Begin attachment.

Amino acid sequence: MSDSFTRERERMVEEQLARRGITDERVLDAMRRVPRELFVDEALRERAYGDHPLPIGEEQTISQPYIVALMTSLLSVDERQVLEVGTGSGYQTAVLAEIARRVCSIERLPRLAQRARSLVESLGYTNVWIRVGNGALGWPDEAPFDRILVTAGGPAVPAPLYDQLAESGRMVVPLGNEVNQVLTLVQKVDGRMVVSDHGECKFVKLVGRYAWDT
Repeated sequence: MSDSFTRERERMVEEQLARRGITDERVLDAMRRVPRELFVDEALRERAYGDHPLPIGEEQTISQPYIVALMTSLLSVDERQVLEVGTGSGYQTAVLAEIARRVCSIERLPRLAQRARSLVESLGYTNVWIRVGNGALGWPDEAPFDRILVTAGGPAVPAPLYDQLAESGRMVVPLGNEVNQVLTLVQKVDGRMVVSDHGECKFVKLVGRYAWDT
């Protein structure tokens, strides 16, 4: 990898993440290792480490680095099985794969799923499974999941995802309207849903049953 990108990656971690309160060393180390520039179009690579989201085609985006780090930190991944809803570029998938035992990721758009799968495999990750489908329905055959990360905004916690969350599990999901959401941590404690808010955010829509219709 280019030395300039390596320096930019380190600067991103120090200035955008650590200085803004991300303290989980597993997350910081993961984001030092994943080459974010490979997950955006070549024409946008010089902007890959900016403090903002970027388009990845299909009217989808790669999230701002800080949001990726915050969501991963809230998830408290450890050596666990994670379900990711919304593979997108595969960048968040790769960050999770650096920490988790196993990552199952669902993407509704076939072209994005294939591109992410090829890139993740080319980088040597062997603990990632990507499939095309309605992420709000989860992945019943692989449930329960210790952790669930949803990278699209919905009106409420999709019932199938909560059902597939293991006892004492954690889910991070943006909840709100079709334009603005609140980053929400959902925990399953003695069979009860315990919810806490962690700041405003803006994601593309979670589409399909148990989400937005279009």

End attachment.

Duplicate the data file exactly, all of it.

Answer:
Amino acid sequence: MSDSFTRERERMVEEQLARRGITDERVLDAMRRVPRELFVDEALRERAYGDHPLPIGEEQTISQPYIVALMTSLLSVDERQVLEVGTGSGYQTAVLAEIARRVCSIERLPRLAQRARSLVESLGYTNVWIRVGNGALGWPDEAPFDRILVTAGGPAVPAPLYDQLAESGRMVVPLGNEVNQVLTLVQKVDGRMVVSDHGECKFVKLVGRYAWDT
Repeated sequence: MSDSFTRERERMVEEQLARRGITDERVLDAMRRVPRELFVDEALRERAYGDHPLPIGEEQTISQPYIVALMTSLLSVDERQVLEVGTGSGYQTAVLAEIARRVCSIERLPRLAQRARSLVESLGYTNVWIRVGNGALGWPDEAPFDRILVTAGGPAVPAPLYDQLAESGRMVVPLGNEVNQVLTLVQKVDGRMVVSDHGECKFVKLVGRYAWDT
């Protein structure tokens, strides 16, 4: 990898993440290792480490680095099985794969799923499974999941995802309207849903049953 990108990656971690309160060393180390520039179009690579989201085609985006780090930190991944809803570029998938035992990721758009799968495999990750489908329905055959990360905004916690969350599990999901959401941590404690808010955010829509219709 280019030395300039390596320096930019380190600067991103120090200035955008650590200085803004991300303290989980597993997350910081993961984001030092994943080459974010490979997950955006070549024409946008010089902007890959900016403090903002970027388009990845299909009217989808790669999230701002800080949001990726915050969501991963809230998830408290450890050596666990994670379900990711919304593979997108595969960048968040790769960050999770650096920490988790196993990552199952669902993407509704076939072209994005294939591109992410090829890139993740080319980088040597062997603990990632990507499939095309309605992420709000989860992945019943692989449930329960210790952790669930949803990278699209919905009106409420999709019932199938909560059902597939293991006892004492954690889910991070943006909840709100079709334009603005609140980053929400959902925990399953003695069979009860315990919810806490962690700041405003803006994601593309979670589409399909148990989400937005279009």